If the licensee's only deficiency were its failure to implement an EEO program, the Commission's decision not to hold a hearing might be a reasonable one. See Bilingual, 595 F.2d at 628. But the Commission failed to accord proper weight to the added questions raised by the combination of a deficient EEO program and other evidence of discrimination. This court held in Bilingual that "a substantial statistical disparity, especially when coupled with a languishing affirmative action plan, raises questions as to whether the station's poor EEO performance owes to inadvertence, or to intentional discrimination." Id. at 630 (emphasis added). In a case like the instant one, where the absence of an EEO program coincides with a large statistical disparity and the unconvincingly explained departure of all but one of a station's black employees, the Commission erred in not according added weight to the fact that these events occurred simultaneously.


Finally, this court has noted in the past that "it is fundamentally unfair for [the] FCC to dismiss a challenge where the challenging party has seriously questioned the validity of a representation and the defending party is the party with access to the relevant information." CPBF, 752 F.2d at 679; see also Citizens Committee to Save WEFM v. FCC, 506 F.2d 246, 265-66 (D.C.Cir.1974) (en banc). This principle applies in the instant case, in which the licensee had exclusive access to much of the information at issue. The petitioners have raised significant questions about Pyle's employment practices. It would be difficult, however, for them to adduce more specific evidence than they already have. This is due, in large part, to the fact that the licensee did not reveal the full names and addresses of, or other identifying information about, the terminated black employees. Without this information, the Commission has only the licensee's possibly self-serving--and sometimes inconsistent--explanations for their departure. This disparity of information between the petitioners and the licensees is particularly significant in the case of those black employees whose reason for termination was accounted for differently by the licensee during the course of the FCC inquiry, and those who Pyle says were terminated for "unsatisfactory performance." In light of the licensee's exclusive access to the black former employees, the Commission erred in not taking more affirmative steps to investigate the validity of the licensee's accounts.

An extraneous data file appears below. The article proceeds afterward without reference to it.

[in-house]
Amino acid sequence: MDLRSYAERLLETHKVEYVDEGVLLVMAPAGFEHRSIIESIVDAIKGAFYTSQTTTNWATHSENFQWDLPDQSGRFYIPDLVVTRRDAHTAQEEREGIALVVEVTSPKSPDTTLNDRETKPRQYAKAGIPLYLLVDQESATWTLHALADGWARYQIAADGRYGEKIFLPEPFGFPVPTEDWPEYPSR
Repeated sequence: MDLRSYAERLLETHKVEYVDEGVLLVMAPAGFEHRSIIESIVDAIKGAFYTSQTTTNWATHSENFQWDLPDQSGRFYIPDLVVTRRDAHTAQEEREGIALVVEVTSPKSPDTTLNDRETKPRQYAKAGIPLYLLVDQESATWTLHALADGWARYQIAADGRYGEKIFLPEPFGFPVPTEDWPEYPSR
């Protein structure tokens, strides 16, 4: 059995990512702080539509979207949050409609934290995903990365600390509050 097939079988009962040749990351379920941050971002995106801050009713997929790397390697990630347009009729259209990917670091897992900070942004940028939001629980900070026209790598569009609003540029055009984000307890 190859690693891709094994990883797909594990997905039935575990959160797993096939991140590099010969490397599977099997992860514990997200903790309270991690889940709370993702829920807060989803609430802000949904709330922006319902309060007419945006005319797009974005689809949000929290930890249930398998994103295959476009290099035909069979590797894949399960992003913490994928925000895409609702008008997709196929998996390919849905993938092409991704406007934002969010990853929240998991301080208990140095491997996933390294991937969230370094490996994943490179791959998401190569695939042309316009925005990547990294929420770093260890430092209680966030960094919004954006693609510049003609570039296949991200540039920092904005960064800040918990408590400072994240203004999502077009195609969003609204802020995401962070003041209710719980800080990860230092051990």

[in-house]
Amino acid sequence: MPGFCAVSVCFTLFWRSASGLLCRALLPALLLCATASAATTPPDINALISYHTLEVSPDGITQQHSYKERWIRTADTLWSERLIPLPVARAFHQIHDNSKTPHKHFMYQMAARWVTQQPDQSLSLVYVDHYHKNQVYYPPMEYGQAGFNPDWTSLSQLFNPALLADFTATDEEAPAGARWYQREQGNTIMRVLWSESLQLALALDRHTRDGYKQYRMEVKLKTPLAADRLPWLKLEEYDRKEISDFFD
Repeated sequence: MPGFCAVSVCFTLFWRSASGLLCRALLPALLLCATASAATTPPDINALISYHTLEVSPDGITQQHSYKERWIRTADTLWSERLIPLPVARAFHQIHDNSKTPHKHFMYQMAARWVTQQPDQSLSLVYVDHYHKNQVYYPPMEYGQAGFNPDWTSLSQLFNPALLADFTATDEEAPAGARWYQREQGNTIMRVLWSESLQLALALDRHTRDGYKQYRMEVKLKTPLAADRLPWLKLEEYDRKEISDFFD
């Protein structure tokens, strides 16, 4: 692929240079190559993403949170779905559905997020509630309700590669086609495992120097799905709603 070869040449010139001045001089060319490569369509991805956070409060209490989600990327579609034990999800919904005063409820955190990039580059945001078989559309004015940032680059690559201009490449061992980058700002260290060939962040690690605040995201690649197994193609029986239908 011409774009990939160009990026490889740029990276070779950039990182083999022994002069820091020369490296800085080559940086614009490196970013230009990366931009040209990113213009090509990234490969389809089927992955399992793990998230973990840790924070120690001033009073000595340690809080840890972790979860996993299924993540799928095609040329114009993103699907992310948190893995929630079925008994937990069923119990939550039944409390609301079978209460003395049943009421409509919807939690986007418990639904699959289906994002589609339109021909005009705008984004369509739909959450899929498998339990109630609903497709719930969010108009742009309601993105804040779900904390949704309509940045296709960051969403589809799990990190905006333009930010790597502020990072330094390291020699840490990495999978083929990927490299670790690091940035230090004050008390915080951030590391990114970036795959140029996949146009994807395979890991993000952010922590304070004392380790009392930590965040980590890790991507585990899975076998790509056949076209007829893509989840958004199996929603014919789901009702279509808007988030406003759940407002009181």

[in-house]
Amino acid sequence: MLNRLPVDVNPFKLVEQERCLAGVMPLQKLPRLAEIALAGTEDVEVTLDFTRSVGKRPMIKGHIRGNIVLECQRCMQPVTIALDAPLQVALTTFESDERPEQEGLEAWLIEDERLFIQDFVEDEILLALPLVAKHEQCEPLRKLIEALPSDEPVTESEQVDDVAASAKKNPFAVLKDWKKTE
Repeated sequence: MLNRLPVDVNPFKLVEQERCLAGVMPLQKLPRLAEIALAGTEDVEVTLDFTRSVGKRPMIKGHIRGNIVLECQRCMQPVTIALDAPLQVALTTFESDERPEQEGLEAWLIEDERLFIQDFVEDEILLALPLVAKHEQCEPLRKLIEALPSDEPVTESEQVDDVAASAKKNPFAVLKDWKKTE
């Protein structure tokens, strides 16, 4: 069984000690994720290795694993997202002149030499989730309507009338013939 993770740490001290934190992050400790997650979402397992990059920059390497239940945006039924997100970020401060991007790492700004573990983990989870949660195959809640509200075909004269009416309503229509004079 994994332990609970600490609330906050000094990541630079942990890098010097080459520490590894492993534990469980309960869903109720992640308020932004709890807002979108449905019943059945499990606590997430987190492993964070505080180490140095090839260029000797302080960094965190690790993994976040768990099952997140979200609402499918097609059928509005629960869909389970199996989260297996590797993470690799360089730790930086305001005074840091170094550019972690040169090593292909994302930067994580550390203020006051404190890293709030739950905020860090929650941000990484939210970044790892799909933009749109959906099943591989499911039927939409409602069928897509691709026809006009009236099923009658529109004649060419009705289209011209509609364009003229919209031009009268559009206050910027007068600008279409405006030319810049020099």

Taken together, we believe that these factors--the sharp decline in black employment at the station and the licensee's inadequate explanation for it, the inconsistencies in Pyle's statements to the Commission, the failure to comply with EEO requirements, and the disparity in information between petitioners and the licensee--indicate that significant and material disputes of fact remain to be resolved. The Commission, for example, must evaluate and consider Pyle's contentions that the change in format led blacks to be less interested in employment at the station and that during the period from January 1, 1983 to March 15, 1984, three black males were offered employment, all of whom declined. See 2 FCC Rcd at 1793. Although the Commission did investigate these questions, its investigation did not go far enough. The Commission cannot be faulted for attempting initially to resolve the questions raised by petitioners through an exchange of letters. See Bilingual, 595 F.2d at 630 (The Commission "generally attempts to resolve the factual uncertainty by requesting further information, rather than by designating the application for an immediate renewal hearing."). But where, as here, the inquiry took almost three years from the FCC's first letter to its final order, and almost no progress was made in resolving the central factual disputes, it is clear that such a means of proceeding is no longer reasonable.


Under these circumstances, the Commission abused its discretion in issuing the license renewal. The Communications Act states that when "a substantial and material question of fact is presented," the Commission "shall formally designate the application for hearing." 47 U.S.C. Sec. 309(e); see also Black Broadcasting Coalition of Richmond v. FCC, 556 F.2d 59, 64-65 (D.C.Cir.1977). Petitioners and Pyle present sharply divergent accounts of the employment practices of the licensee, and they dispute many of the underlying facts. This court has stated previously that "the determination of which factual version is indeed accurate is precisely the function of an evidentiary hearing." CPBF, 752 F.2d at 680. Accordingly, we direct the Commission to hold a hearing to resolve the questions both about actual discrimination and about the licensee's failure to meet its affirmative action obligations.


So ordered.